I spent the vast majority of my time training a newly hired HHD trainer at an already established home clinic because the previous nurse got overwhelmed and frustrated and moved on to another job. These nurses are training lay people to access their blood and operate a life sustaining device in their homes! They need to be able to hunker down and focus on what they are doing without interruption. So many nurses have expressed to me that they get an impending doom feeling in the pit of their stomachs trying to figure out when they are going to find time to do all the mundane yet very important other stuff they have to complete after training a patient—without working overtime. Almost all HHD trainers are also required to train and maintain PD patients as well as all of the HHD patients who are already home. It is no wonder home therapy nurses avoid HHD training like the plague!
It doesn’t take a rocket scientist to figure out that you will never grow your HHD program if you can't keep your staff. Action has to be taken to make the HHD trainer position a desirable one. I happen to have the audacity to declare that until companies are willing to remove the HHD trainer from the nurse/patient ratio, growth will be extremely difficult. I wonder how much money is totally wasted by these dialysis companies staying in the same rut? They spend a lot of money to get new nurses through orientation and training, only to lose them a few months later due to burnout. This money could instead be spent on hiring a nurse to maintain the current home patients. This nurse could handle all clinic visits, calls, med changes, care plans, iron infusions and other hosts of interruptions that totally bog down an HHD trainer. The trainer could then be free to train like the wind! If a home training nurse is freed up to focus only on training, s/he will refine training skills and be able to head off problems, adapt training methods to individual patient’s needs, and become an overall expert trainer in a short amount of time. The patient will have a superior training experience and will be better trained. The HHD trainer will be blessed to experience the joy of seeing patients blossom. The nurse’s job will be rewarding, exhilarating and best of all…desirable. Staff retention as well as patient retention will be the win/win result.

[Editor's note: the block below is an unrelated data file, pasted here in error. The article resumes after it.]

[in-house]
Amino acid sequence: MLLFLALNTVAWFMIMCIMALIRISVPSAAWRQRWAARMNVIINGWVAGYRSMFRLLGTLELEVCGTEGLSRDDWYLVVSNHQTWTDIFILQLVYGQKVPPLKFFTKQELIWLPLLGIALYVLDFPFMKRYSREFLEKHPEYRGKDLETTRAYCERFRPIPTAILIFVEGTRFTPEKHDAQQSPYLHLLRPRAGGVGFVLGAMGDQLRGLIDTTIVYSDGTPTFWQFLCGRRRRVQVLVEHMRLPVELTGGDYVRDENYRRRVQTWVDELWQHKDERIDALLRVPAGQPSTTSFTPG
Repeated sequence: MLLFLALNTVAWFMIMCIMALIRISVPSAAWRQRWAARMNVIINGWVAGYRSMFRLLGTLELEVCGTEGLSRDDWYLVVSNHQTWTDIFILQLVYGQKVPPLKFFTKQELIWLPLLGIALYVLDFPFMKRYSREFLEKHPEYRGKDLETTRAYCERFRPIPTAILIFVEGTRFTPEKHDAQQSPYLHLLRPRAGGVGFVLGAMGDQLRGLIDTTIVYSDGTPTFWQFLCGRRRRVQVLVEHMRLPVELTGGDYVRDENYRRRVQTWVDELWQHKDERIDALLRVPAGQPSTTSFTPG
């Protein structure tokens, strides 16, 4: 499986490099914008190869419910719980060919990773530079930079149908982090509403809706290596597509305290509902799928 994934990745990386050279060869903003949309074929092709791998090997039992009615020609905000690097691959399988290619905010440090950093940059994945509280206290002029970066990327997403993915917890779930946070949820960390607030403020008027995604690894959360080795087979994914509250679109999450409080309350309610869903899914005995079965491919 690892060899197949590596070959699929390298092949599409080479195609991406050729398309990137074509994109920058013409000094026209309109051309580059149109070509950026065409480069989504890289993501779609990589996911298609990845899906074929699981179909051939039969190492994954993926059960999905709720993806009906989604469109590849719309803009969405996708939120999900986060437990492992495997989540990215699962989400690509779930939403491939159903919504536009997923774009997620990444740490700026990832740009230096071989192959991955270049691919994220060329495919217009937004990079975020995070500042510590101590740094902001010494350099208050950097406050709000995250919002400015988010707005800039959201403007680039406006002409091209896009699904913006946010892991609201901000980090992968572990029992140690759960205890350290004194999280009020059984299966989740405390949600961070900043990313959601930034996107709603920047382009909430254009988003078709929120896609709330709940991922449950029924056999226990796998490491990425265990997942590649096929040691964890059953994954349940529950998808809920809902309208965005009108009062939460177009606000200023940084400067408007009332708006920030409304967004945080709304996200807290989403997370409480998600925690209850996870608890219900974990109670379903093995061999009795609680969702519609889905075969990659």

Thankfully, the new CMS regulations are recently providing much better financial support for home clinics who dare train HHD. I truly feel that in the future it is the HHD program that is going to set home therapy clinics apart. The elite clinics will have a booming HHD program along with their PD programs so patients can STAY at home.
Because I have a front row seat inside so many home dialysis clinics on a weekly basis, and have been confronted with so many obstacles to HHD success, I am determined to devote my life work to finding solutions to each and every one. I am a patient advocate to the bone. I want to make the biggest impact I can for dialysis patients before I die. I won’t give up. Some people are God’s hands, some are His feet. I want to be His Kidneys!